by Lynn Mohney of Prunella’s Workshop
Our families and our upbringing can have great impact on who we are as artists as well as the future artists we may create and inspire. Every once in a while I plan to interview an artist regarding art in their family, both current and growing up, to shed light on the different places artists come from.
Recently I had the pleasure of interviewing Duane Mohney, the other half of Prunella’s Workshop, as well as a member of my family – specifically my spouse. Duane is in a unique position as he did not enter the handmade lifestyle from an art background. Duane has a degree in computer science and he is a full time software engineer; however, he is an integral part of Prunella’s Workshop, a business that may have otherwise never existed without his input.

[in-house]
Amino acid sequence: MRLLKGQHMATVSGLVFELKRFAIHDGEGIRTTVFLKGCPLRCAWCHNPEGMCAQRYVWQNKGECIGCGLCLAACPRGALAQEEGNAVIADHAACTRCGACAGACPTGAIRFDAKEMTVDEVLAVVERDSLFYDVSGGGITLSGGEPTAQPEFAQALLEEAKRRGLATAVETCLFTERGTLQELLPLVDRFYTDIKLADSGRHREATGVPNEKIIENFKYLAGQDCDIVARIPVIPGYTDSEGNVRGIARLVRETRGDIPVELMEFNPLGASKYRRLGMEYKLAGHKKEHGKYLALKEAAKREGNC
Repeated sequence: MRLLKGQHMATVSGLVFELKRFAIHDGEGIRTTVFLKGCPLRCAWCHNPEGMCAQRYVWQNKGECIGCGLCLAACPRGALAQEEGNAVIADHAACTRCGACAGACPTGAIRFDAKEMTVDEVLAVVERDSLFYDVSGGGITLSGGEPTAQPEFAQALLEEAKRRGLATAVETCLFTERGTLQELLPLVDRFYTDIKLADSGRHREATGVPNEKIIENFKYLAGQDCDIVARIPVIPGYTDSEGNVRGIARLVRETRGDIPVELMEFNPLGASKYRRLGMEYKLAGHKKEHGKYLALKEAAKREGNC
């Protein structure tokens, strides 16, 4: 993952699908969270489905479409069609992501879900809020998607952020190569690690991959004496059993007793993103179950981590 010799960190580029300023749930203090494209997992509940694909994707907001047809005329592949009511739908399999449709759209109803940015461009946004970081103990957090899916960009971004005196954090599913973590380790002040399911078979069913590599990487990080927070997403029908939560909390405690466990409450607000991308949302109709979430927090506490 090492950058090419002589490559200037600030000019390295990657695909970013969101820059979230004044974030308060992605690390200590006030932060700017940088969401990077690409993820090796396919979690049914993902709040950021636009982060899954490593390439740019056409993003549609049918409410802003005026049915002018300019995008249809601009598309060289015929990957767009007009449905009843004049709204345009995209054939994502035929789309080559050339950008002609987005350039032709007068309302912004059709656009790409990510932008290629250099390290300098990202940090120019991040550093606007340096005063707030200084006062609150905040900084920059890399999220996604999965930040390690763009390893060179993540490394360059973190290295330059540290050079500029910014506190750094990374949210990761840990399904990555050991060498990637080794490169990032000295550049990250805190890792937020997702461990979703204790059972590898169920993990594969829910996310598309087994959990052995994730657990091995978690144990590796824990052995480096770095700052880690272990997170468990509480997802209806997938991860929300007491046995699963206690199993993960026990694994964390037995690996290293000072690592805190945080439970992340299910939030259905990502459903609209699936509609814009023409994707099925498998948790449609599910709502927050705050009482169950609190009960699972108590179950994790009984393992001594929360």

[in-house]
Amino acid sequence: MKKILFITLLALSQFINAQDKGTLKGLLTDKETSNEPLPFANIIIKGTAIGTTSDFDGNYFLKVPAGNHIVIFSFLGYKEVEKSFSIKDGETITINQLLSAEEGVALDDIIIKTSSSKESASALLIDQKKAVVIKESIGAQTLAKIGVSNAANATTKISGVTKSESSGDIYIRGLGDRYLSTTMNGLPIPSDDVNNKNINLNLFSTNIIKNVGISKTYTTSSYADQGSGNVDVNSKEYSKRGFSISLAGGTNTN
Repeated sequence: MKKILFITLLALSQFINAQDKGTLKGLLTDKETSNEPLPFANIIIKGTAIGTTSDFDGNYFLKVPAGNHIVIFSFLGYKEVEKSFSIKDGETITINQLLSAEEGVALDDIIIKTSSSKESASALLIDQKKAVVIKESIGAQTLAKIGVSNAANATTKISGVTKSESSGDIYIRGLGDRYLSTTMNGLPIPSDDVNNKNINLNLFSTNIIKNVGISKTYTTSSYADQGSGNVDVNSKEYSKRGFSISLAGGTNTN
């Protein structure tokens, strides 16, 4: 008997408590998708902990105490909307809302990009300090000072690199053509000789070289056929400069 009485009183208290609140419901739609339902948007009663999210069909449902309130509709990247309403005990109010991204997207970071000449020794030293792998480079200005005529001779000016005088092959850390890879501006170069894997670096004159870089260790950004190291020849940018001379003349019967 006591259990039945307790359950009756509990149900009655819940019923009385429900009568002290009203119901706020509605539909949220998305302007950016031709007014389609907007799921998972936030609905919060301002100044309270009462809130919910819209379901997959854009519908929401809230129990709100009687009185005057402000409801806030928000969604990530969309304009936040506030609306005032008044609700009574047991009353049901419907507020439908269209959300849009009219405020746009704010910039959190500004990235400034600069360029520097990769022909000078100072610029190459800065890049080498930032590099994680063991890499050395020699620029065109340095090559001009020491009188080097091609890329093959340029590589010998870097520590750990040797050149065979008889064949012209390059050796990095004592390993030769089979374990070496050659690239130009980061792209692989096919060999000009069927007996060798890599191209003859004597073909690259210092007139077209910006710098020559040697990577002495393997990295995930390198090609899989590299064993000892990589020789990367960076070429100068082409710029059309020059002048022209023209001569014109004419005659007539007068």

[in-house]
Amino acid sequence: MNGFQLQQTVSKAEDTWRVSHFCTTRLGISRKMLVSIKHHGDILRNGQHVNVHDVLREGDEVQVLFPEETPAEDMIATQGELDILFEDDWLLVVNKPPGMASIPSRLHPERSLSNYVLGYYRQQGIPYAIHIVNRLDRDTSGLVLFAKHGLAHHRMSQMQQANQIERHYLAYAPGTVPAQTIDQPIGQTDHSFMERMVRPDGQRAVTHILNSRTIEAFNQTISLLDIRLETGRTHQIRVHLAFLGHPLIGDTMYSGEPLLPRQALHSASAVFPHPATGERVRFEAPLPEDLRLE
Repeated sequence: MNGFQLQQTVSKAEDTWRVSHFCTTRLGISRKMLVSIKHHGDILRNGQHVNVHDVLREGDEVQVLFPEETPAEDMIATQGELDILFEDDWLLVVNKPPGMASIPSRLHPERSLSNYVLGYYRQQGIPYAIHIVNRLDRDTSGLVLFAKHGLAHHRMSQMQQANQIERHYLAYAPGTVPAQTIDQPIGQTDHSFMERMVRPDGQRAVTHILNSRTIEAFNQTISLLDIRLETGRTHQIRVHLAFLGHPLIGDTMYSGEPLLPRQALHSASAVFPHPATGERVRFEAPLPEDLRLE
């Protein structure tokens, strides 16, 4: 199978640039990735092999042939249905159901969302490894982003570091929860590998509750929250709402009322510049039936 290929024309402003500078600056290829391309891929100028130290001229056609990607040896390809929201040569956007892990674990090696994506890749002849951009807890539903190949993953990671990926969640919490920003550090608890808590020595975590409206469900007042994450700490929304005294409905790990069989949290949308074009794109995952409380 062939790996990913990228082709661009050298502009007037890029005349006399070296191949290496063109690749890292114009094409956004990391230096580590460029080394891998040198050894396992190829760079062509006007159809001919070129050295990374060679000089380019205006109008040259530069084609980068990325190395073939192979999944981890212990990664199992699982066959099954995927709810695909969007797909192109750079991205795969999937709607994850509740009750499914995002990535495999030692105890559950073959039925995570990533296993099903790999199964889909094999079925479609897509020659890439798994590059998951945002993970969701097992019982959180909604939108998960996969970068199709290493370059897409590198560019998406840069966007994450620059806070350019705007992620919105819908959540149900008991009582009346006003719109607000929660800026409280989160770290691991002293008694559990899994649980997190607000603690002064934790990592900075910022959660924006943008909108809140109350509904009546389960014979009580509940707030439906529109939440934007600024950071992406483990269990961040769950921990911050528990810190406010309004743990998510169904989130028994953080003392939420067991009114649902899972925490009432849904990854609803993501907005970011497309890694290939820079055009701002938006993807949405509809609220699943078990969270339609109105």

Needless to say, it was an interesting experience to interview my own husband, as I had to be cautious to not finish his sentences for him! While the majority of the interviews have been performed via cyberspace, Duane Mohney was present during his interview, and I have done my best to capture his responses as he stated them. I hope you enjoy!
|Duane Mohney working at the jeweler's bench|
Prior to meeting me, would you describe your family to be creative/handmade/artistic?
“Artistic is not a word that I would associate with my family. Craftsman would be more appropriate.”
Which of your family members inspired you to pursue a craft?
“I would say my father, the handyman, who has always had a “do it yourself attitude” has been the best inspiration towards my being crafty, specifically, woodworking. Interest in woodworking led to the photo printing classes in school, and a general introduction to craftwork. My father taught me you do it yourself or you do without. It was a financial necessity growing up, but it was still inspirational.”